Venezuela Frees 7 Americans

Biden releases drug convicts in exchange for US detainees
By Bob Cronin,  Newser Staff
Posted Oct 1, 2022 4:55 PM CDT
US, Venezuela Swap Detainees
An undated photo posted on Twitter in June 2020 by Venezuela's foreign minister shows, from left, CITGO oil executives Jose Angel Pereira, Gustavo Cardenas, Jorge Toledo, Jose Luis Zambrano, Tomeu Vadell, and Alirio Jose Zambrano in Caracas.   (Posted on Twitter by Jorge Arreaza/Venezuela's Foreign Ministry via AP File)

Seven Americans who were detained in Venezuela are coming home after a prisoner swap in exchange for two imprisoned members of President Nicolas Maduro's family, President Biden announced Saturday. The decision to grant clemency to the two Venezuelans, who are nephews of Maduro's wife, was made by Biden, Bloomberg reports. The men were convicted of conspiring to import cocaine into the US. The freed Americans, who Biden said were "wrongfully detained," include oil executives and a Marine veteran. "Today, we celebrate that seven families will be whole once more," Biden said in a statement, per CNN. He has spoken to the families, a US official said.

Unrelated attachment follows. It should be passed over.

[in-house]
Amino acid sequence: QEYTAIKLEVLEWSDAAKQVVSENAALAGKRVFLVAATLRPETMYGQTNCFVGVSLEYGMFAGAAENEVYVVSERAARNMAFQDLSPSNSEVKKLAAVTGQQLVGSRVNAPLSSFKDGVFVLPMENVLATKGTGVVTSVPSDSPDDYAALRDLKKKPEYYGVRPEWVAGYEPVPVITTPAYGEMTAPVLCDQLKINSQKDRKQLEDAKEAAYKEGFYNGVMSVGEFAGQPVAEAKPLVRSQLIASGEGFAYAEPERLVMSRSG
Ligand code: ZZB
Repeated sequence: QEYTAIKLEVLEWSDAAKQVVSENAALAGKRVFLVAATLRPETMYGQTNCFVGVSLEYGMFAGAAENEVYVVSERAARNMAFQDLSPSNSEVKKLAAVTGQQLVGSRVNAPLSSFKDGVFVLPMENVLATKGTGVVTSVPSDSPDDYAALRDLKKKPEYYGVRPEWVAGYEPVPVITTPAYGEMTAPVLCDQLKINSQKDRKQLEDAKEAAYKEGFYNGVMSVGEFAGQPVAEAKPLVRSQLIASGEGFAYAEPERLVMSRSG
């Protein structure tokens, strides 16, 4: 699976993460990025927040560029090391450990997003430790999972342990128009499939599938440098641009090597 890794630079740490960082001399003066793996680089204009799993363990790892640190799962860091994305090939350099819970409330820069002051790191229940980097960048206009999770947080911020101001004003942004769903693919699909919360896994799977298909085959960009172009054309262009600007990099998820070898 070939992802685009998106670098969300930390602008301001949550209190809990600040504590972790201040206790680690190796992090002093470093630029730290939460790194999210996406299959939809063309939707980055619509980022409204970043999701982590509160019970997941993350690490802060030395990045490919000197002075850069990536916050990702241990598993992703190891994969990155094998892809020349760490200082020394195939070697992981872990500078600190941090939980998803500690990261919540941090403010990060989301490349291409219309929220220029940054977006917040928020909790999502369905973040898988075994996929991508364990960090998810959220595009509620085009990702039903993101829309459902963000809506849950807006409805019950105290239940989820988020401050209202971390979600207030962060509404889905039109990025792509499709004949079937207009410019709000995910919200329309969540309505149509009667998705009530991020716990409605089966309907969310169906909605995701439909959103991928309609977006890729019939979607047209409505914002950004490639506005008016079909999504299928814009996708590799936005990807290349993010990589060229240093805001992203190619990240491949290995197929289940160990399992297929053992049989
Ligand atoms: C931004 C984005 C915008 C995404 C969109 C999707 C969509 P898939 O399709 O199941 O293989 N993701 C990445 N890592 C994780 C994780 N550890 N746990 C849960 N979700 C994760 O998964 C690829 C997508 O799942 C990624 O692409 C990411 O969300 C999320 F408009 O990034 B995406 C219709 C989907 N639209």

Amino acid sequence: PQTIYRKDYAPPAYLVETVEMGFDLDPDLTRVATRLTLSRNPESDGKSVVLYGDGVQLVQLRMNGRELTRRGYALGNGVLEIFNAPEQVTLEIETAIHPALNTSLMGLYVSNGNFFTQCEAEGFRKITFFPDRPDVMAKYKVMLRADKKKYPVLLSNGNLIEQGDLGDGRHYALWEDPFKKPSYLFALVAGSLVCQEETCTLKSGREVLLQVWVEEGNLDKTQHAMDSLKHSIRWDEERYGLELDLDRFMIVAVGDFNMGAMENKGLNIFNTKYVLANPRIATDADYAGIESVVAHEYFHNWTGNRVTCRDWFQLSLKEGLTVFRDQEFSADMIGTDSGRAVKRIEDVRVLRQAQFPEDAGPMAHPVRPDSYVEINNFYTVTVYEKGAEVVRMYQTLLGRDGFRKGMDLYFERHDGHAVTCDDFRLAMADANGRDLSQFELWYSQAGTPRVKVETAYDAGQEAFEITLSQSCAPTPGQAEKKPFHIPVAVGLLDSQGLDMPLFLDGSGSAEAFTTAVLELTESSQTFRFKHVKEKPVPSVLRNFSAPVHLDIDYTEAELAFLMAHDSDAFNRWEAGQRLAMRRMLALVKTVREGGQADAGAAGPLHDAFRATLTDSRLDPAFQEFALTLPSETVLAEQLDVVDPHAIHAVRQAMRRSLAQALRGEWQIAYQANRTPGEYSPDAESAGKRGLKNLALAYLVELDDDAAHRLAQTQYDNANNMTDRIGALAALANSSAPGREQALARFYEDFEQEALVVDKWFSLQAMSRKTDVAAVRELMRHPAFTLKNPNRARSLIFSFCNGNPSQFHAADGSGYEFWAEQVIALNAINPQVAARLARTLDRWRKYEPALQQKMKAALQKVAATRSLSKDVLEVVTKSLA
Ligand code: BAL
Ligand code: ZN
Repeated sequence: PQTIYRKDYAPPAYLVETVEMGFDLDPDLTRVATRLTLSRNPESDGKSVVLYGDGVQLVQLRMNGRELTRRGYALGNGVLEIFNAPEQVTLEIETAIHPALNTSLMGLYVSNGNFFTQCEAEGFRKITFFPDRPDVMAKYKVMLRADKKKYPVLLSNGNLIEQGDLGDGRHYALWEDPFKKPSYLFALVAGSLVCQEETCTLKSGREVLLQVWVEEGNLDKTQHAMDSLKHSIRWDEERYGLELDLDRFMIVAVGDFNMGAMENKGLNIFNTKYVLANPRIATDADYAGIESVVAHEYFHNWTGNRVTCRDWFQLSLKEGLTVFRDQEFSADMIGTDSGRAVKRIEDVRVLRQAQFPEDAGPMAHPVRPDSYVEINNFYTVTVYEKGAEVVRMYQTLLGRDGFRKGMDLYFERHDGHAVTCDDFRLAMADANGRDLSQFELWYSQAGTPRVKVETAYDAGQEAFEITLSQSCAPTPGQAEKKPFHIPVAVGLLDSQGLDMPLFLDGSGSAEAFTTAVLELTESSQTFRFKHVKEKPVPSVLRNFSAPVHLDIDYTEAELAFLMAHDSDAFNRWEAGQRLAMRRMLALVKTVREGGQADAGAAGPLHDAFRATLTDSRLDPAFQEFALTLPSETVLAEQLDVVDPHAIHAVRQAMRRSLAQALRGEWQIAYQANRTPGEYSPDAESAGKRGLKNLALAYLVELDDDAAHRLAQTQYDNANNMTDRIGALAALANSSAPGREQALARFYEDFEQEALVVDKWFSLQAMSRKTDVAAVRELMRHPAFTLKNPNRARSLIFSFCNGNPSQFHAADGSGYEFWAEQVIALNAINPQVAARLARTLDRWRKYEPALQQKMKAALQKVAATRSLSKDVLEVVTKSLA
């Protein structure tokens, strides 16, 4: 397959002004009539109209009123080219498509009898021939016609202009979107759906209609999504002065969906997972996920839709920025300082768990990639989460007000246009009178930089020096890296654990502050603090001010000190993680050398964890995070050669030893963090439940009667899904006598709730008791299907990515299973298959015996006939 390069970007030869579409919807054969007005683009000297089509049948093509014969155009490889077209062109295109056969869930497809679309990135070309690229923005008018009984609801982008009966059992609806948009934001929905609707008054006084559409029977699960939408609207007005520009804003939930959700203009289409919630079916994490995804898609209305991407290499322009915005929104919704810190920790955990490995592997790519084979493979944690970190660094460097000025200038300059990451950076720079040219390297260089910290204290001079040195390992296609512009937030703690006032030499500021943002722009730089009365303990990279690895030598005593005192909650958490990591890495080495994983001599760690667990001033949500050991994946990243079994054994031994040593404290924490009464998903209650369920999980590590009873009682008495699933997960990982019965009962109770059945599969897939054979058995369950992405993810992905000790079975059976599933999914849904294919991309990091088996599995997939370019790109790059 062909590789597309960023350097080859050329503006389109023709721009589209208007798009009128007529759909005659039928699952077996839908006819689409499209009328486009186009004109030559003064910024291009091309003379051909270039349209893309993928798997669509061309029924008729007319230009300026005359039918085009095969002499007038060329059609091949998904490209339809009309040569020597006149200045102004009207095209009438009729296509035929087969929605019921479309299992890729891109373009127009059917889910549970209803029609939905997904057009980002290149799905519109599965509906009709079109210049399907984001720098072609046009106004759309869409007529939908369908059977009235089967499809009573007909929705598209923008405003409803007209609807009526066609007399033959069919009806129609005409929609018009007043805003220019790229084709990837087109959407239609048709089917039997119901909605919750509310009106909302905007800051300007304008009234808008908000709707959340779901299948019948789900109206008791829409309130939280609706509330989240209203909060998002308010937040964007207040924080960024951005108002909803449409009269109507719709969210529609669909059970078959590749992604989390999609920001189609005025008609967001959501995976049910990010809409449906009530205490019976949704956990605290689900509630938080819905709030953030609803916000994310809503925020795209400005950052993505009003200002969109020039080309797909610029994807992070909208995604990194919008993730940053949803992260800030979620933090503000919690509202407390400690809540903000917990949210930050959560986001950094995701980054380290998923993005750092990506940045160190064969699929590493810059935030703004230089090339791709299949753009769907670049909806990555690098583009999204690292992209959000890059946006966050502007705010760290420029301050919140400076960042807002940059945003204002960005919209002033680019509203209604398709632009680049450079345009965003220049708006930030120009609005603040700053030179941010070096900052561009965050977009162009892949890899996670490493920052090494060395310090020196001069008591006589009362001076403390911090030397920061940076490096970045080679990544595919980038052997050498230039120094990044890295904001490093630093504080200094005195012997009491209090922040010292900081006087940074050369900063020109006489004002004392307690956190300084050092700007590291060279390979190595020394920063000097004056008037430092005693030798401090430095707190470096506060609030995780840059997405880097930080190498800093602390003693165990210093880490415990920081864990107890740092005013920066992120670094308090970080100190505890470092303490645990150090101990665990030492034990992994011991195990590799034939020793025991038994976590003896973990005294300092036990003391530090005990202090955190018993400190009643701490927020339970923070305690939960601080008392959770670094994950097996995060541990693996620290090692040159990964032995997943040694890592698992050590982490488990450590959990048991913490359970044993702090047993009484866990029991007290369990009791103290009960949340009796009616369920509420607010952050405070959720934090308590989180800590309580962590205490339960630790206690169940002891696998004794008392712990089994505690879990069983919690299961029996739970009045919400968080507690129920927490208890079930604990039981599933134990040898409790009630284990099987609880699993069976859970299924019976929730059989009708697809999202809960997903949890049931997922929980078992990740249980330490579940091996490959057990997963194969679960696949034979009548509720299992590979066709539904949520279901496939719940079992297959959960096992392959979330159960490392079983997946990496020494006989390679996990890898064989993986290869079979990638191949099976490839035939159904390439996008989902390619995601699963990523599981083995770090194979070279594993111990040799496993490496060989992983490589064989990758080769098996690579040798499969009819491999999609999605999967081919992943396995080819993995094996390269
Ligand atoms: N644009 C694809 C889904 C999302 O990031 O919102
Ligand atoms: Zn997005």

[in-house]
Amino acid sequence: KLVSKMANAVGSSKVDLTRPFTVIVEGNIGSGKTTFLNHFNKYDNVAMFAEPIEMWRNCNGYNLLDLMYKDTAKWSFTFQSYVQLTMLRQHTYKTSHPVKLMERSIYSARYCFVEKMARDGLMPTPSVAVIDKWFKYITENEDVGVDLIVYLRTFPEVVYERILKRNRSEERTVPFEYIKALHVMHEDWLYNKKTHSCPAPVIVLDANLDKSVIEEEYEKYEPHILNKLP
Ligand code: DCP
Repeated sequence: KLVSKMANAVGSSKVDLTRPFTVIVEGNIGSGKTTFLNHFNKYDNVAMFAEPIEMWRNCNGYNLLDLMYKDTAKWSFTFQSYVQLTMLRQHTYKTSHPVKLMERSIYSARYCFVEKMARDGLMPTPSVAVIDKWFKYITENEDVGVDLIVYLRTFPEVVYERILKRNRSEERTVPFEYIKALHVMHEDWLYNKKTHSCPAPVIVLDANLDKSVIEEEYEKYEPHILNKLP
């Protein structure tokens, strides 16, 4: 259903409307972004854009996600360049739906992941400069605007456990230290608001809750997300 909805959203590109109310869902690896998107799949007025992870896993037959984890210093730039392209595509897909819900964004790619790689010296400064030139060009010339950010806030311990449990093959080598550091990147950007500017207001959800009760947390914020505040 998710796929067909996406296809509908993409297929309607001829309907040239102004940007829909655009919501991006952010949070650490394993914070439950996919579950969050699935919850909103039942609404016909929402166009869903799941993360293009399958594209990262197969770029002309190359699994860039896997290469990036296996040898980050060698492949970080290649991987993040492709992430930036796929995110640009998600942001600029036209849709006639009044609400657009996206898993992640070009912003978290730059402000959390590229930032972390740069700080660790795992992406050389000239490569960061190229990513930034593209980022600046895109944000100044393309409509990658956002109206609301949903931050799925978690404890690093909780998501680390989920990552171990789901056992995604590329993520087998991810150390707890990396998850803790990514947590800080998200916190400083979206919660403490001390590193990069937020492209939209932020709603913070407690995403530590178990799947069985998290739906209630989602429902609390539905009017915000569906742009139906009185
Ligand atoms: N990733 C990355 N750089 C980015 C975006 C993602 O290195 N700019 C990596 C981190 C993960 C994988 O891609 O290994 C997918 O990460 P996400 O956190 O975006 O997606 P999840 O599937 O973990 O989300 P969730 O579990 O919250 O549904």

Both countries flew their detainees on Saturday to a third country, per the New York Times, which the Biden administration would not name. Maduro aides said that the Americans were freed for humanitarian reasons and that negotiations began in March when US officials went to Caracas. Biden identified the Americans as Jorge Toledo, Tomeu Vadell, Alirio Zambrano, Jose Luis Zambrano, Jose Pereira, Matthew Heath, and Osman Khan. Heath, the Marine veteran, was taken into custody in September 2020. Khan had been held since January. The others are oil executives who were arrested more than four years ago.

One US official said Biden has made such efforts a priority. "To all the families who are still suffering and separated from their loved ones who are wrongfully detained—know that we remain dedicated to securing their release," the president's statement said. Even while celebrating the release Saturday and praising State Department officials who worked toward it, Secretary of State Antony Blinken said, "We still have more work to do." (More prisoner swap stories.)

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